Robb was not impressed.  "The Others take his eyes," he swore.  "He died well.  Race you to the bridge?"

"Done," Jon said, kicking his horse forward.  Robb cursed and followed, and they galloped off down the trail, Robb laughing and hooting, Jon silent and intent.  The hooves of their horses kicked up showers of snow as they went.

Bran did not try to follow.  His pony could not keep up.  He had seen the ragged man's eyes, and he was thinking of them now.  After a while, the sound of Robb's laughter receded, and the woods grew silent again.

That was when Jon reappeared on the crest of the hill before them.  He waved and shouted down at them.  "Father, Bran, come quickly, see what Robb has found!"  Then he was gone again.

Jory rode up beside them.  "Trouble, my lord?"

"Beyond a doubt," his lord father said.  "Come, let us see what mischief my sons have rooted out now."  He sent his horse into a trot.  Jory and Bran and the rest came after.

They found Robb on the riverbank north of the bridge, with Jon still mounted beside him.  The late summer snows had been heavy this moonturn.  Robb stood knee-deep in white, his hood pulled back so the sun shone in his hair.  He was cradling something in his arm, while the boys talked in hushed, excited voices.

The riders picked their way carefully through the drifts, groping for solid footing on the hidden, uneven ground.  Jory Cassel and Theon Greyjoy were the first to reach the boys.  Greyjoy was laughing and joking as he rode.  Bran heard the breath go out of him.  "Gods!" he exclaimed, struggling to keep control of his horse as he reached for his sword.

Jory's sword was already out.  "Robb, get away from it!" he called as his horse reared under him.

Robb grinned and looked up from the bundle in his arms.  "She can't hurt you," he said.  "She's dead, Jory."

Bran was afire with curiosity by then.  He would have spurred the pony faster, but his father made them dismount beside the bridge and approach on foot.  Bran jumped off and ran.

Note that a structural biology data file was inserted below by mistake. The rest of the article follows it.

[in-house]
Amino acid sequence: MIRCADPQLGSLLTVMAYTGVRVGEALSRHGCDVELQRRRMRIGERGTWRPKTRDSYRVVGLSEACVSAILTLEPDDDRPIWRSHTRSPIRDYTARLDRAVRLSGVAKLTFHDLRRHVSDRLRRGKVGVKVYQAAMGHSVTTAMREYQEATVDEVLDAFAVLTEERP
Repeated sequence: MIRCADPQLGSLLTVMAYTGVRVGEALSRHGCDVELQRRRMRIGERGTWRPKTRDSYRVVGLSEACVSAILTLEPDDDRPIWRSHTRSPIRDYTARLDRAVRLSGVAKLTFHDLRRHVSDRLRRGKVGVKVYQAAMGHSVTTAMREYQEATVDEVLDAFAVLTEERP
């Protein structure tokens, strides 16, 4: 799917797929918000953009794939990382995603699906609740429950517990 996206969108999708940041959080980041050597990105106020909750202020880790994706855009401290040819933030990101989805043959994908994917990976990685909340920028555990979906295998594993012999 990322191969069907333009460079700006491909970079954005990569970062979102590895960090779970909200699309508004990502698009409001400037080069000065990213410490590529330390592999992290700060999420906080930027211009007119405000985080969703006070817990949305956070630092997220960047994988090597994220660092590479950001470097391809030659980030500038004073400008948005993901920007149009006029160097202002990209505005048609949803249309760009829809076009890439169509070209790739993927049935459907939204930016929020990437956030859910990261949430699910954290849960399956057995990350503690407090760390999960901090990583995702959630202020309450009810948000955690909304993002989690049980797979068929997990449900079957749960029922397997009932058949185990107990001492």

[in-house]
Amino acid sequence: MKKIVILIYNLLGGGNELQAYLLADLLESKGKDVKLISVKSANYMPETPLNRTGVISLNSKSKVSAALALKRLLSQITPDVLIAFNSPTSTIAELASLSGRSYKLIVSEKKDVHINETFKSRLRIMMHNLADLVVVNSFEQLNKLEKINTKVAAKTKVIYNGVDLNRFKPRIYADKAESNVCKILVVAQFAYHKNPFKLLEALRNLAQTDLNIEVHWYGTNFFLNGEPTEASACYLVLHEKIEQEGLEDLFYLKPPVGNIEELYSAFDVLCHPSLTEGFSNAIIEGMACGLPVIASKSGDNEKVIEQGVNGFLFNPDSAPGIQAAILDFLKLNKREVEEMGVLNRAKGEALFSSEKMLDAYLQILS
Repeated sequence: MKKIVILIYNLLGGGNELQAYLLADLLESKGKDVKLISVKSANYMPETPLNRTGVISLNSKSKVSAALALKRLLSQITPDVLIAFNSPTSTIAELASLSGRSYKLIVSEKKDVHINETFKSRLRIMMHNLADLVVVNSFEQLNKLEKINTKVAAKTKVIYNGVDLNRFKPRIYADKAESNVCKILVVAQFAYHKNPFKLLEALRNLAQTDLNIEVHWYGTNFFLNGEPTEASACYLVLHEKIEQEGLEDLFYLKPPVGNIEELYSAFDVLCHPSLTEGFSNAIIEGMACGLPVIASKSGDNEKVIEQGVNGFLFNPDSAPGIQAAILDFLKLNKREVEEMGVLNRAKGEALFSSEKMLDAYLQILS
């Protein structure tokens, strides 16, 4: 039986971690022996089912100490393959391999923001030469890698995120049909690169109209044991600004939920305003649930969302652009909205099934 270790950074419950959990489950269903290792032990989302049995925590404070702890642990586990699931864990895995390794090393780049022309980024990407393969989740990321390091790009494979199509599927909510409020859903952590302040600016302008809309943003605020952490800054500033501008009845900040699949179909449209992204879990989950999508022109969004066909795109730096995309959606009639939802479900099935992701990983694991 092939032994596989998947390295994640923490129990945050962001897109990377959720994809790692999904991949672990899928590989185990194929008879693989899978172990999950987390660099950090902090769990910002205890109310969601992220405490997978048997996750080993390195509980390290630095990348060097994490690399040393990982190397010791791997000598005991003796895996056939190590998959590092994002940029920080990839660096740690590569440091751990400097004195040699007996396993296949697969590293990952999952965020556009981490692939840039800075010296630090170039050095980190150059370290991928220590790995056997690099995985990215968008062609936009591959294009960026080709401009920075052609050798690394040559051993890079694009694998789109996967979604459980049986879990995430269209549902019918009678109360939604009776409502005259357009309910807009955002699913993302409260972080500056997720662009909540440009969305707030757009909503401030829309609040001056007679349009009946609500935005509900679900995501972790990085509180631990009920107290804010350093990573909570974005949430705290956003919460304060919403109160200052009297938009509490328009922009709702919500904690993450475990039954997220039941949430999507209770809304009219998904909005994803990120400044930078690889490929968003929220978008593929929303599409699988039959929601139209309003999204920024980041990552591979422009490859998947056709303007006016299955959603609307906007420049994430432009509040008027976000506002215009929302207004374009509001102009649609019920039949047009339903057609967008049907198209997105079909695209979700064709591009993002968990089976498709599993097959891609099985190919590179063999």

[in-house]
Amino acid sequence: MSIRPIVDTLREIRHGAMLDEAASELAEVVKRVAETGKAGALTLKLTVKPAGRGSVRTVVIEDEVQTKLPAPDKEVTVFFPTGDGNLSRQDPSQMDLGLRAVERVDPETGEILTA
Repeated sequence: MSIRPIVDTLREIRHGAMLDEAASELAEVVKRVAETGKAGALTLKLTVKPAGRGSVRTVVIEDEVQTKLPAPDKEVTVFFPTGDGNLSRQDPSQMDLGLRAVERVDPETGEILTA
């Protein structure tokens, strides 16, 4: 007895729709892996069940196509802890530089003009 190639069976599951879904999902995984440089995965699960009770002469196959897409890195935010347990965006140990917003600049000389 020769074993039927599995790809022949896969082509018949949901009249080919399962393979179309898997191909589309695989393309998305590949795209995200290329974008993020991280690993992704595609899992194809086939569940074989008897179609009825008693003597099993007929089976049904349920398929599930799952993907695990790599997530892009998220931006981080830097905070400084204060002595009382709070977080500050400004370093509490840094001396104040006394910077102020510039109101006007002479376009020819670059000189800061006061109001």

By then Jon, Jory, and Theon Greyjoy had all dismounted as well.  "What in the seven hells is it?" Greyjoy was saying.

"A wolf," Robb told him.

"A freak," Greyjoy said.  "Look at the size of it."

Bran's heart was thumping in his chest as he pushed through a waist-high drift to his brothers' side.

Half-buried in blood stained snow, a huge dark shape slumped in death.  Ice had formed in its shaggy grey fur, and the faint smell of corruption clung to it like a woman's perfume.  Bran glimpsed blind eyes crawling with maggots, a wide mouth full of yellowed teeth.  But it was the size of it that made him gasp.  It was bigger than his pony, twice the size of the largest hound in his father's kennel.

"It's no freak," Jon said calmly.  "That's a direwolf.  They grow larger than the other kind."

Theon Greyjoy said, "There's not been a direwolf sighted south of the Wall in two hundred years."

"I see one now," Jon replied.

Bran tore his eyes away from the monster.  That was when he noticed the bundle in Robb's arms.  He gave a cry of delight and moved closer.  The pup was a tiny ball of grey-black fur, its eyes still closed.  It nuzzled blindly against Robb's chest as he cradled it, searching for milk among his leathers, making a sad little whimpery sound.  Bran reached out hesitantly.  "Go on,"Robb told him.  "You can touch him."